Cautious investors are holding back from copper ETCs despite the metal reaching record prices, according to providers.
Copper trading on the London Metal Exchange pushed past the $10,000 a tonne mark on Friday 4 February, reaching all-time highs of around $10,150 on Monday 7th.
Despite this ETF Securities, which launched the world's first physically-backed copper ETC in December, says it has not seen a significant spike in interest. The company's futures-based ETFS Copper hit its highest NAV since inception last Monday, but has not generated particularly high trading volumes.
Barclays' iPath DJ-UBS Copper Subindex TR ETN was also trading at its highest ever price on 7 February, but is showing volumes only slightly elevated from its average.
Copper's surge came on the back of US employment figures released in the previous week that showed manufacturing created 49,000 jobs in January. Copper is widely used in the industry and prices for the metal are highly correlated to the business cycle as well as broad economic conditions.
The situation eased back in the latter half of lastweek, with prices falling under $9,900 at the close on Thursday , following the announcement of higher interest rates from China's central bank. The shape of the term structure also suggests the current level of enthusiasm will be short-lived. During the highs last Monday, three-month contracts were back at $9,920 and 15-months even cheaper at $9,705.
ETF Securities co-head of European sales Scott Thompson says he does not expect clients to invest in copper on the basis of "a few economic numbers" from the US. "My sense is that people are interested, but there are a lot of risks out there and before people buy into a recovery story they are going to wait for more figures."
Speaking at a recent multi-asset outlook conference, Deutsche Bank head of commodities research Daniel Brebner cited industrial metals as a good way of playing inflation. Brebner also pointed out the tendency of gold equities to underperform the precious metal's prices, suggesting that investors might look to commodity ETCs before funds such as the Global X Copper Miners ETF.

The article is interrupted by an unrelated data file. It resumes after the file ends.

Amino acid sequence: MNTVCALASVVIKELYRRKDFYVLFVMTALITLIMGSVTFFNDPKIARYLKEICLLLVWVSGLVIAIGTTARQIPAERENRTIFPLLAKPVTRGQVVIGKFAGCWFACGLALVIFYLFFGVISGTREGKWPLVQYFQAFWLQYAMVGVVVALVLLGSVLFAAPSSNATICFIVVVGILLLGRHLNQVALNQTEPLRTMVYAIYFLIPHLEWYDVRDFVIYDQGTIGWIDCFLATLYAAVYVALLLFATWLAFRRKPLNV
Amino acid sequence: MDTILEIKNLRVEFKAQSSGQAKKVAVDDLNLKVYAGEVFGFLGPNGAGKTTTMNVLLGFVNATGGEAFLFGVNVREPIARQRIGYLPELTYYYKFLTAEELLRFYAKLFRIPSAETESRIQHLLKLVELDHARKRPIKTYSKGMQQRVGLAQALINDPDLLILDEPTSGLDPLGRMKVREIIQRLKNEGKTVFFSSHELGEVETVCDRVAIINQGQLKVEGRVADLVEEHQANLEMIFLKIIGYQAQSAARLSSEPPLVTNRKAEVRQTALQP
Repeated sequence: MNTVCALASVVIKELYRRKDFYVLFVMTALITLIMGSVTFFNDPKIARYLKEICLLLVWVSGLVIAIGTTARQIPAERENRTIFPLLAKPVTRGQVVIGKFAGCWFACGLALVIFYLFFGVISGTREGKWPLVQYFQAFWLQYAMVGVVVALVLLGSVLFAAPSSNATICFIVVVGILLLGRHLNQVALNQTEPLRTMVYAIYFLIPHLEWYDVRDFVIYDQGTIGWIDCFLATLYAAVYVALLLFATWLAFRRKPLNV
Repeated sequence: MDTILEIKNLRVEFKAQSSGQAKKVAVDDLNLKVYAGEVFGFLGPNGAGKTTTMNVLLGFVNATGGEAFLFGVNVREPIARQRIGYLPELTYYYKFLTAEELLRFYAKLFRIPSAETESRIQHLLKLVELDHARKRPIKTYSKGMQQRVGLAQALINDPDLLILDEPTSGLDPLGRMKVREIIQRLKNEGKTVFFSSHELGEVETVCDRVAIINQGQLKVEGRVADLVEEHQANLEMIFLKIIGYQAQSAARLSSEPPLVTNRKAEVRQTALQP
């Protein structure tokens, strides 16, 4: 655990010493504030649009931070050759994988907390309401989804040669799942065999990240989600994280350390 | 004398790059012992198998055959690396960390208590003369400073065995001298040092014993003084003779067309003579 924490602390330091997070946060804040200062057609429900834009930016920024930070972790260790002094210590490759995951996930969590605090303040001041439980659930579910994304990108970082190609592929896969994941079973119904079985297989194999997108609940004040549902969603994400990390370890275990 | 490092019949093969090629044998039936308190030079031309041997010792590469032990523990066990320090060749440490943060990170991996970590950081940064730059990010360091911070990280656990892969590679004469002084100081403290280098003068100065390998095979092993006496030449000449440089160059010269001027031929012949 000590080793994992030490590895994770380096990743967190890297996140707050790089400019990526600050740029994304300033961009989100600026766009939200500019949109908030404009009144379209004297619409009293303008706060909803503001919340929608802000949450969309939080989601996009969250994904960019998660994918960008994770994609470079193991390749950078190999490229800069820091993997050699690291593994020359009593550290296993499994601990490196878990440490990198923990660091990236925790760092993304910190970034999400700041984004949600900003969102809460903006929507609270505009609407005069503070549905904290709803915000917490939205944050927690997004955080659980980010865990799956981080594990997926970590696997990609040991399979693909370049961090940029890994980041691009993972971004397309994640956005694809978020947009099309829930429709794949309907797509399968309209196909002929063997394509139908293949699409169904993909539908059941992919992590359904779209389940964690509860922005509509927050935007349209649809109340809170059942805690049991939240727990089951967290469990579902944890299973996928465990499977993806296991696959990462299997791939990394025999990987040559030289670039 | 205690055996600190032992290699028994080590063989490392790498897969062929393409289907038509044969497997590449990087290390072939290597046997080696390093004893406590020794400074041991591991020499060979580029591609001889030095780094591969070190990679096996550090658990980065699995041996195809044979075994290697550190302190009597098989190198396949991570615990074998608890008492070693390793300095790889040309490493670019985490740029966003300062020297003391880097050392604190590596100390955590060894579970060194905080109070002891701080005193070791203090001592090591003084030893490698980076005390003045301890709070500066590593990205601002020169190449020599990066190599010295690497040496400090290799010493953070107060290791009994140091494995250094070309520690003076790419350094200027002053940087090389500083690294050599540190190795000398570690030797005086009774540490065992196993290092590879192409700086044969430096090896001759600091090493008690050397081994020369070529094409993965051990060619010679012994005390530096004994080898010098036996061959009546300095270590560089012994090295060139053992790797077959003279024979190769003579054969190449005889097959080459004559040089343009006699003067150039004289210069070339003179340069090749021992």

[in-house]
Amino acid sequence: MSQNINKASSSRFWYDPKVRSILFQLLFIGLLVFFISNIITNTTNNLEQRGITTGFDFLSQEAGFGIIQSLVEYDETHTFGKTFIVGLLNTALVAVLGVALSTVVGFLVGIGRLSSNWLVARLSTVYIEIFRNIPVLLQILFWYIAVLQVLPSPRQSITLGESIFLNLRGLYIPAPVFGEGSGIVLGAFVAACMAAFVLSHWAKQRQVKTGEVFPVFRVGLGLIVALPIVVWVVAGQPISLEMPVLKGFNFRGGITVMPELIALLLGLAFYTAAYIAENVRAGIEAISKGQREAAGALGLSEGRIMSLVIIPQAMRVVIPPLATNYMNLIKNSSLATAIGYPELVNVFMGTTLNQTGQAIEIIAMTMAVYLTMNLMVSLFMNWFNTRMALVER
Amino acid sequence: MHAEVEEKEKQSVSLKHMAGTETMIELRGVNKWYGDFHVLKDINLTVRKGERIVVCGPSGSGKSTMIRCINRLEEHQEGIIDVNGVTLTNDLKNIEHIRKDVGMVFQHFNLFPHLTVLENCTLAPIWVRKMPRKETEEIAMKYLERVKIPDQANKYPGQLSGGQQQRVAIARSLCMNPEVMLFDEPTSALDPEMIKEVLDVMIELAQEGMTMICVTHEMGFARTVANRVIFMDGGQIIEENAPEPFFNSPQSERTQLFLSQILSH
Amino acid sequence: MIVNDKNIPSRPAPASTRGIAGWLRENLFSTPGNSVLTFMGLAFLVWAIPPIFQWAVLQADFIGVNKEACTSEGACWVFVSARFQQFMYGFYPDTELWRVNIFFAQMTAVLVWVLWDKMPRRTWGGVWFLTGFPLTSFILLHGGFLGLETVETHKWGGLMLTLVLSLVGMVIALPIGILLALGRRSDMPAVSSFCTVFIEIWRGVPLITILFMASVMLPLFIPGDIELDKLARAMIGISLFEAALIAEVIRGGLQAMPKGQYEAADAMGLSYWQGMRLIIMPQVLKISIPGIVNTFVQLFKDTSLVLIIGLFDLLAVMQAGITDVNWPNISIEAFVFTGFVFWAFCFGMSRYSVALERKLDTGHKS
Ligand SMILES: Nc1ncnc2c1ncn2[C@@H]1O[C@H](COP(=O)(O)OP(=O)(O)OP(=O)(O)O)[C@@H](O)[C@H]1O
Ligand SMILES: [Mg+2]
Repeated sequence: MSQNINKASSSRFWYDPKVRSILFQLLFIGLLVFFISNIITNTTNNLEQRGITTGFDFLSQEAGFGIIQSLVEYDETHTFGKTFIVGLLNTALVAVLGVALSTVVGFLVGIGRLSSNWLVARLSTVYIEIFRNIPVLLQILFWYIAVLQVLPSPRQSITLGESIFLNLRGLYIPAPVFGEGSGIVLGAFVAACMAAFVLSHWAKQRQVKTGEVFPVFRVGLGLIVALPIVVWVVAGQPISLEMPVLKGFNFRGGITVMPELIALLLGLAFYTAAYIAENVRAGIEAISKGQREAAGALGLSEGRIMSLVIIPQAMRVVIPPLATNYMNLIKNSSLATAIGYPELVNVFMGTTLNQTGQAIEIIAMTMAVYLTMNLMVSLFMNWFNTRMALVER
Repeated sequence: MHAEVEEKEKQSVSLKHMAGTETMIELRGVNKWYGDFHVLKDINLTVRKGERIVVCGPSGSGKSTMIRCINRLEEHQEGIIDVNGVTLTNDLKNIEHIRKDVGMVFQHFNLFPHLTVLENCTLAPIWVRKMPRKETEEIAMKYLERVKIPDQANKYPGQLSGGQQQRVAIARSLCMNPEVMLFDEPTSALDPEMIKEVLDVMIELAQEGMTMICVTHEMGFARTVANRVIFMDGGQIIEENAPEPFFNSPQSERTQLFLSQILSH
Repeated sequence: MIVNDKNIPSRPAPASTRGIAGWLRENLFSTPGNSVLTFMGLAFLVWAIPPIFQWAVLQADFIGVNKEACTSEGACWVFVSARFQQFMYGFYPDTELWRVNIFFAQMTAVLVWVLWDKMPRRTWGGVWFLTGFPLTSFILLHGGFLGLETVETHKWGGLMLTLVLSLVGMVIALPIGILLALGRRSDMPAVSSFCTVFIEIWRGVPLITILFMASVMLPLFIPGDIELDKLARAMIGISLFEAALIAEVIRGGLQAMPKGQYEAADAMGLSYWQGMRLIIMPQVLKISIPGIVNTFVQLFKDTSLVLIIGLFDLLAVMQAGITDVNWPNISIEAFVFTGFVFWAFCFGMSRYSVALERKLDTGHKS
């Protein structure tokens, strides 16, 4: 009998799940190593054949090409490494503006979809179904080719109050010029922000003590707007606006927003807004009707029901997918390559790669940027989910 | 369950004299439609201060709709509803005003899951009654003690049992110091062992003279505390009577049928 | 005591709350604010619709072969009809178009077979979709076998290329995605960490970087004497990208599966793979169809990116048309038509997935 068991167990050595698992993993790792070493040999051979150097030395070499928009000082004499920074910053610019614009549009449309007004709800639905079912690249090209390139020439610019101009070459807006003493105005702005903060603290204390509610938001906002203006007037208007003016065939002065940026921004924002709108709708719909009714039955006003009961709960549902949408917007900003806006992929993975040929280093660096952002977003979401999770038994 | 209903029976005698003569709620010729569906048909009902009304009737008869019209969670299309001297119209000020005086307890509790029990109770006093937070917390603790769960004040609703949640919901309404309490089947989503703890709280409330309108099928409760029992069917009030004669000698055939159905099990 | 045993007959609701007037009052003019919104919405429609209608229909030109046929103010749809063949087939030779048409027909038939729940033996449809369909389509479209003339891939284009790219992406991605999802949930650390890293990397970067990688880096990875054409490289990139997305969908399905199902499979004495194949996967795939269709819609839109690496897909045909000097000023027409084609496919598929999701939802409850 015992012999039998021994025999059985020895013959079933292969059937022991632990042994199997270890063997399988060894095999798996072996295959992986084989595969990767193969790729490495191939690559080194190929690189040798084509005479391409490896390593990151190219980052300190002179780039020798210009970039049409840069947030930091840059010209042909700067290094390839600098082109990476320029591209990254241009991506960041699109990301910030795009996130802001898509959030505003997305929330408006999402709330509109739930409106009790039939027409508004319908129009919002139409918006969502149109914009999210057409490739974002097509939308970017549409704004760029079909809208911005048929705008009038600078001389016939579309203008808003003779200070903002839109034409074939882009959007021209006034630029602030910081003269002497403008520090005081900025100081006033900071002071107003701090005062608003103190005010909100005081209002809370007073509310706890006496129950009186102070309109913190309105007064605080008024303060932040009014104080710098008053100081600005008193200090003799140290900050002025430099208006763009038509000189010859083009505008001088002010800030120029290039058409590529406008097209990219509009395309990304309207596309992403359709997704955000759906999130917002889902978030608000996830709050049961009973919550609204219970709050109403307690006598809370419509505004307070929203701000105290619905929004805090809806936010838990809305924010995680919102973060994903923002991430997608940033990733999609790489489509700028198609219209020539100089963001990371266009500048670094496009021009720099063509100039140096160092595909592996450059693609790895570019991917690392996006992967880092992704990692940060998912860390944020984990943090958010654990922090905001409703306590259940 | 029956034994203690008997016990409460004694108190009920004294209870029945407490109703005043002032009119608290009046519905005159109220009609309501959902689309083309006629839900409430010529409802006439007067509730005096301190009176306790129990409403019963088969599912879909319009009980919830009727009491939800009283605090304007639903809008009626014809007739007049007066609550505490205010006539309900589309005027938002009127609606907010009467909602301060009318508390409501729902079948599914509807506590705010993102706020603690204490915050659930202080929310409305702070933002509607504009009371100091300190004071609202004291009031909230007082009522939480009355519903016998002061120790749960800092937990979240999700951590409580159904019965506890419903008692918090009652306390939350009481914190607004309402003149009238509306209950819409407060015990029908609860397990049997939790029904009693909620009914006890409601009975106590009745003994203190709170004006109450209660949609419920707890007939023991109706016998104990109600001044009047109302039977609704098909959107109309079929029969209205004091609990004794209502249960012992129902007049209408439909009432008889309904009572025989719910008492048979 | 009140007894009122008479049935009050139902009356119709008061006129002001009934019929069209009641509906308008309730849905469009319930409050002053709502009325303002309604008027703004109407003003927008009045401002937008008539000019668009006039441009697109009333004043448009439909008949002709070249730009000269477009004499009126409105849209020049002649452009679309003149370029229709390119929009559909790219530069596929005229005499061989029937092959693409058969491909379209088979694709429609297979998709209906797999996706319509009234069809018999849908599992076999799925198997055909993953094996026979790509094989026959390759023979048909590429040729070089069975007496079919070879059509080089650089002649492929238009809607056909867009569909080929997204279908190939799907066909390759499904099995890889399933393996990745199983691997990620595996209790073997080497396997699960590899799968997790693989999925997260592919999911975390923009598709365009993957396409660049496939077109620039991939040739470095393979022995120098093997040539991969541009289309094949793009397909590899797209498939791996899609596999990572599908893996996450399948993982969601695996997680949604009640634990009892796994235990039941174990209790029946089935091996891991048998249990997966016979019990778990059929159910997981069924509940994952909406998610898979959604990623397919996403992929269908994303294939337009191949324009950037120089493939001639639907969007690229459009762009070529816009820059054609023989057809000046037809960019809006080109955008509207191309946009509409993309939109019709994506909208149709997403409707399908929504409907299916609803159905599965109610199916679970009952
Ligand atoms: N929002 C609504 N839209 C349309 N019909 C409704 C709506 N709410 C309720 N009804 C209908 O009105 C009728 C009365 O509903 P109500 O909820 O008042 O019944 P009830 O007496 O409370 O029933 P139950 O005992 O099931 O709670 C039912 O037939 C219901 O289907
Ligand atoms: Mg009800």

The instant dampening effect of China's announcement, however, highlights the changeability of the situation. Meanwhile the medium-term outlook is a complex combination of global economic recovery and fundamental industry drivers.
Morningstar recently raised its forecast for copper prices in 2011 and 2012 to reflect supply tightness and emerging market demand growth. At the same time though, the company scaled back its expectations for 2013 and beyond on the back of "dramatically more growth projects than we had expected".
Morningstar now believes that expansion plans within the industry are sufficient to bring copper prices back down closer to the long-term marginal cost of production. Senior analyst Daniel Rohr writes: "It is the obviousness of copper's attractiveness for the next couple of years that makes us less bullish in the years after that."
Physically-backed copper ETCs, already offered by ETF Securities but also hotly anticipated from JP Morgan, Deutsche Bank and iShares, have themselves been credited with the ability to cause the kind of price surge seen in the past few weeks.
Thompson points out that the flows seen so far do not bear out these fears. "Everyone expected the physical industrial metals to take off on day one. But that is not our client base; we deal with long-term, fairly traditional investors." He argues: "It is not ETF Securities in Europe who are putting in the $5m, $10m type of tickets."
Thompson says he expects it to take roughly six months for the level of interest in physical copper to crystallise properly. "There is a little bit of pent-up demand in a market like this, but when that is satisfied it then reverts back to fundamentals. The underlying market is so much bigger than an ETF that tracks it."
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